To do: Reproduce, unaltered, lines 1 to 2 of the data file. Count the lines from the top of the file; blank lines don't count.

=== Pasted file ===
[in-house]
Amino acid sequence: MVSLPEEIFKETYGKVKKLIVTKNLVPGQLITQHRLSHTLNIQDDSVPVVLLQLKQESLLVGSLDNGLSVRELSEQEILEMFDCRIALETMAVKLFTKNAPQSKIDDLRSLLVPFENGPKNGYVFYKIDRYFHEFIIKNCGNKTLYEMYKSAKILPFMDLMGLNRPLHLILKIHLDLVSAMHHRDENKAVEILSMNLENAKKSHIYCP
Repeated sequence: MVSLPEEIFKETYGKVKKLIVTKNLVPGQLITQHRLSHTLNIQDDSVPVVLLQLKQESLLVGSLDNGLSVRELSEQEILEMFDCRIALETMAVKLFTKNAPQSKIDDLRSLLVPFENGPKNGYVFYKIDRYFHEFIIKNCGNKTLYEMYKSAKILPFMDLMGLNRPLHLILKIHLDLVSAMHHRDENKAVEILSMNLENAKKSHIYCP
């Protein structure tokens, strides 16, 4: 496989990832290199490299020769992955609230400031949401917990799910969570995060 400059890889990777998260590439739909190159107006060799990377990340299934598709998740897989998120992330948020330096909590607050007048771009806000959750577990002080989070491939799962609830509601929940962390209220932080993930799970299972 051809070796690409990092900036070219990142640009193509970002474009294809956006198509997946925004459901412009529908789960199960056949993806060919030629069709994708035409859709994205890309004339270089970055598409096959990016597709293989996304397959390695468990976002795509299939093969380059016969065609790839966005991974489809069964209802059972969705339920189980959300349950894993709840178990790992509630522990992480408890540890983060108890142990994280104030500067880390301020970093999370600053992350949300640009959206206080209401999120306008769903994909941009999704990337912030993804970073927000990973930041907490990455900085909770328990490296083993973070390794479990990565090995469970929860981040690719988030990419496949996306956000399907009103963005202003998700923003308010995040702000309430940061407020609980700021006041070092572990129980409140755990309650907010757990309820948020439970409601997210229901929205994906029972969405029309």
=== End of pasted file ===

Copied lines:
[in-house]
Amino acid sequence: MVSLPEEIFKETYGKVKKLIVTKNLVPGQLITQHRLSHTLNIQDDSVPVVLLQLKQESLLVGSLDNGLSVRELSEQEILEMFDCRIALETMAVKLFTKNAPQSKIDDLRSLLVPFENGPKNGYVFYKIDRYFHEFIIKNCGNKTLYEMYKSAKILPFMDLMGLNRPLHLILKIHLDLVSAMHHRDENKAVEILSMNLENAKKSHIYCP